The Lost Villages of Derwent and Ashopton

My Sunday Photo

The Stories of the Lost Villages was a something I grew up with.

A family story that has been recorded for future generations by my great grandad Harry Gill, a photographer who was famous locally for his work.

Although I never met him, some of my favourite memories as a child was sat sifting through the thousands of black and white photographs he took for the  newspapers.

These historical moments captured in time were ingrained in my childhood, and one in particular was of the church spire of Derwent village.

Derwent and Ashopton were two small picturesque villages nestled between the beautiful hills of the peak district.

Villages that in 1935 fate announced their demise, when Richard Baillie and Sons LTD started the construction of the dam. This was to drown both in the grim, cold waters of the Ladybower reservoir.

I loved looking at the old photos of the lost villages, of the people who lived there and their beautiful quaint buildings.

I could almost imagine being there in those photos when I was a child.

The eerie images of the reservoir filling and the waters rising, lapping against the rubble where the houses once stood and then enveloping the villages whole.

The only thing that remained for some time, was the church spire sticking out of the water. Left as a memorial to the lost villages and a reminder of what once was.

Unfortunately, the spire also had to be demolished in 1947, due to people trying to swim out to it.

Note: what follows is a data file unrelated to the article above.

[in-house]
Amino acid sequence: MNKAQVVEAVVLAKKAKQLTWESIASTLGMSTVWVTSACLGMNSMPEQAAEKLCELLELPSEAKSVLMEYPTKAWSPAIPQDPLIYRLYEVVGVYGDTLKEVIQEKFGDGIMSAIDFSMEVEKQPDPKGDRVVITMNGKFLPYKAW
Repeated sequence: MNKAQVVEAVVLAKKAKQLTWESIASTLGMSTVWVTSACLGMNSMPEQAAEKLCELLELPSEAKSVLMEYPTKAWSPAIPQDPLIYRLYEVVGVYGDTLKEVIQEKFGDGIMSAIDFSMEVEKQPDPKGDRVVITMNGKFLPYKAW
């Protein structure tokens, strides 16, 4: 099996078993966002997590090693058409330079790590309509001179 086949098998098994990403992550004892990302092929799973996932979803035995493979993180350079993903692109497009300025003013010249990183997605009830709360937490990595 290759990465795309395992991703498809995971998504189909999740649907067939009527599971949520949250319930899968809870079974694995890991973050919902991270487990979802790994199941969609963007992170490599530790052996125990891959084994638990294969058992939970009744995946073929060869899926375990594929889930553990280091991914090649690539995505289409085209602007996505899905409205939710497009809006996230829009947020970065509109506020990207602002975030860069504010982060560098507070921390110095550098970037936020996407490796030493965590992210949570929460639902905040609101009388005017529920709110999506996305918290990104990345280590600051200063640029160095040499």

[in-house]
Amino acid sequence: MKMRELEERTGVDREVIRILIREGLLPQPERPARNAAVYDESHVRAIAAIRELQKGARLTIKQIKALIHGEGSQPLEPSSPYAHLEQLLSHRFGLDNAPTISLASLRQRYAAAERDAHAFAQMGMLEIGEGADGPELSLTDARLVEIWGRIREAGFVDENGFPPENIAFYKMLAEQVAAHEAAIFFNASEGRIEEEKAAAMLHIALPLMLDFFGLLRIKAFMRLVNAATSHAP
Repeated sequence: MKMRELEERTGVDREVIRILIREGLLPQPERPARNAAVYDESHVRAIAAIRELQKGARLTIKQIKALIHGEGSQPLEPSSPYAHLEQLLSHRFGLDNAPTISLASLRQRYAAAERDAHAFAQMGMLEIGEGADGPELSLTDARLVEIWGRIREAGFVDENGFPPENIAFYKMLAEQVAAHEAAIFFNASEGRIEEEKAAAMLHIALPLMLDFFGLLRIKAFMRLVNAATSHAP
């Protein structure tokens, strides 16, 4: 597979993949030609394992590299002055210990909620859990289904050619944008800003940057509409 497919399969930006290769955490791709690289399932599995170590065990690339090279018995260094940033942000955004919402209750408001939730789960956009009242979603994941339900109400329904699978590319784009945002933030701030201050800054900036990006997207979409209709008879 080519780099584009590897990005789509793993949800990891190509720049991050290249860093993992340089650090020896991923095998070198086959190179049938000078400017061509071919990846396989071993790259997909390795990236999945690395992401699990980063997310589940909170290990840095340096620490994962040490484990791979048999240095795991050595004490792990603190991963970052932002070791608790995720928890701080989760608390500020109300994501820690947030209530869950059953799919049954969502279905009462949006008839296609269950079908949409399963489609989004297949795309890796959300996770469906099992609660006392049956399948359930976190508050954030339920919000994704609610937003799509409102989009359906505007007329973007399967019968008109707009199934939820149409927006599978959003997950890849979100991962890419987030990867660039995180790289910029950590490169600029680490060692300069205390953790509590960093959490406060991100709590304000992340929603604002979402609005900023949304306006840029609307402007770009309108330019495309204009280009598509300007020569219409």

This would not be the case today. Today the reservoir is nearly empty.

The 2018 drought has paid its toll and the water has descended so low that you can actually walk around foundations of the church and those of Derwent Hall.

Facebook is full of amazing photographs of people taking a step back in time and wandering around the ruins of the lost villages.

I wish I lived closer and was able to take my camera there myself. Just like my great Grandad Harry did many years ago.

To walk in his footsteps and record new historical memories, for my own great grandchildren to look back on.

Instead I rely on social media and websites like Let’s Go Peak District (video below) to fulfil my curiosity.

I can however show you some of the amazing photographs of the lost villages that I grew up with. The ones that took my imagination to a place that still fascinates people today!

I hope you enjoy them as much as I do 😊

Outdoor Family Photography in Northampton

Thank you to Lets Go Peak District for letting me share this video with you 🙂

18 Comments

  1. John Adams November 4, 2018 at 7:42 am - Reply

    Wow, that is quite some history there. What an amazing story and a truly stunning selection of photographs. Bit pushed for time right now but I will be back to watch the video. #mysundayphoto

    • Lisa Wildgoose November 4, 2018 at 7:50 am - Reply

      It is well worth a watch when you get around to it. It’s so eerie with no water in. I wonder how long it will take to refill 🤔

  2. Carol November 4, 2018 at 8:08 am - Reply

    A sad historic event and I love the old photos #MSundayPhoto

    • Lisa Wildgoose November 4, 2018 at 8:51 am - Reply